Sydney has welcomed the New Year with a large-scale display of fireworks dubbed a “kaleidoscope of colour” in the city’s harbour.

The show’s highlight was a luminous rainbow that poured down like waterfalls from the Harbour Bridge as the city looks forward to hosting World Pride in February.

One million people had been expected to flock to the spectacle that was held in front of the Harbour Bridge and the Opera House, according to broadcaster ABC. Many people had already secured a spot with a good view early in the morning. Meanwhile a further half a billion viewers watched the show remotely around the world, according to estimates.

The celebration involved around 9,000 fireworks, costing around $39 million, organizers said ahead of the event.

Australia’s show came after Samoa and Kiribati in the South Pacific were the first countries in the world to welcome 2023, in a celebration that included tourists for the first time in two years.

Both countries closed their borders to visitors in March 2020 due to the coronavirus pandemic. Kiribati reopened to the world in August, with Samoa following in September.

Two separate fireworks displays in Samoa, one in the capital Apia, and the other in Savai’i, signalled the start of the new year. The displays were synchronized by New Zealand pyrotechnic experts and fired simultaneously from both islands at the stroke of midnight.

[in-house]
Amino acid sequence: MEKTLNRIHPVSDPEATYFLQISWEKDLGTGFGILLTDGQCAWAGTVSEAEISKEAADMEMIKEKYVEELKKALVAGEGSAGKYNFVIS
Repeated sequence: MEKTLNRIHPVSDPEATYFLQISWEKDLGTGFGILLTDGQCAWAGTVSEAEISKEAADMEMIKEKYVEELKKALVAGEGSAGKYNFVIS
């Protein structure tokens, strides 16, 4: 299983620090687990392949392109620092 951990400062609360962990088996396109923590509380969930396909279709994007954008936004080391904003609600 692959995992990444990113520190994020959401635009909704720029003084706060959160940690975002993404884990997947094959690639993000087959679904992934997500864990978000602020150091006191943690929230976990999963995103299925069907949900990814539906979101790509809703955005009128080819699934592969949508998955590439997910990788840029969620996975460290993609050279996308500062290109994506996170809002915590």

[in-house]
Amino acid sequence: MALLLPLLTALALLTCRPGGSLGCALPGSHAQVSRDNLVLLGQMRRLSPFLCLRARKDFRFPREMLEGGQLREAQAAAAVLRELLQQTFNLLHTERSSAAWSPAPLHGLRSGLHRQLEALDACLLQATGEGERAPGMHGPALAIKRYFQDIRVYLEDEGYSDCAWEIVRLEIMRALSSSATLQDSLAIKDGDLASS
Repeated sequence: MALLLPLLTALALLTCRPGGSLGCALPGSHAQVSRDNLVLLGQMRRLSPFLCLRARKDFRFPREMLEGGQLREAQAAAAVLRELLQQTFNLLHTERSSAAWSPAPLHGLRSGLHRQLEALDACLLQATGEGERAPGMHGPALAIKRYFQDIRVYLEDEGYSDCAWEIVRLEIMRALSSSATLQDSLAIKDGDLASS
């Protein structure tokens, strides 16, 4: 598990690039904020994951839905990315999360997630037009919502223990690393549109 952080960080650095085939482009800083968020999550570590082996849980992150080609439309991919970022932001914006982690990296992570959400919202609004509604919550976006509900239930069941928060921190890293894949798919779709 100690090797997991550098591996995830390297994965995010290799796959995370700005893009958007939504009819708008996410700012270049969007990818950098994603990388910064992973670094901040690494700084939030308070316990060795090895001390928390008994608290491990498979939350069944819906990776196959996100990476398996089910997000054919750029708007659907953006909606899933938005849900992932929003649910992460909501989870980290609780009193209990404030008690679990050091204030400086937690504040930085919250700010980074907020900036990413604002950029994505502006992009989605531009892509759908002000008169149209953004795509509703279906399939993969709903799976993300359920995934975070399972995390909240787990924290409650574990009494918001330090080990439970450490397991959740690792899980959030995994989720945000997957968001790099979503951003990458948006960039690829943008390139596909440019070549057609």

Kiribati‘s largest island, Kiritimati, home to about 5,000 people, is the first inhabited island to begin each new year, however no major events were planned.

As the first major international centre to welcome in the New Year, the landmarks of New Zealand’s largest city Auckland were lit up.

Fireworks returned to the Sky Tower, along with a laser light and animation show synchronized with other landmarks, including the Harbour Bridge and Museum.

The event was cancelled last year due to Covid, Mayor Wayne Brown said.

“It’s great news Auckland’s traditional Sky Tower New Year’s Eve fireworks will finally be back in 2022. It is an event seen around the world and we are proud to be kicking off 2023 from our city.”

American Samoa, just 220 kilometres to the east of Samoa on the other side of the International Date Line, will be the last to ring in 2023.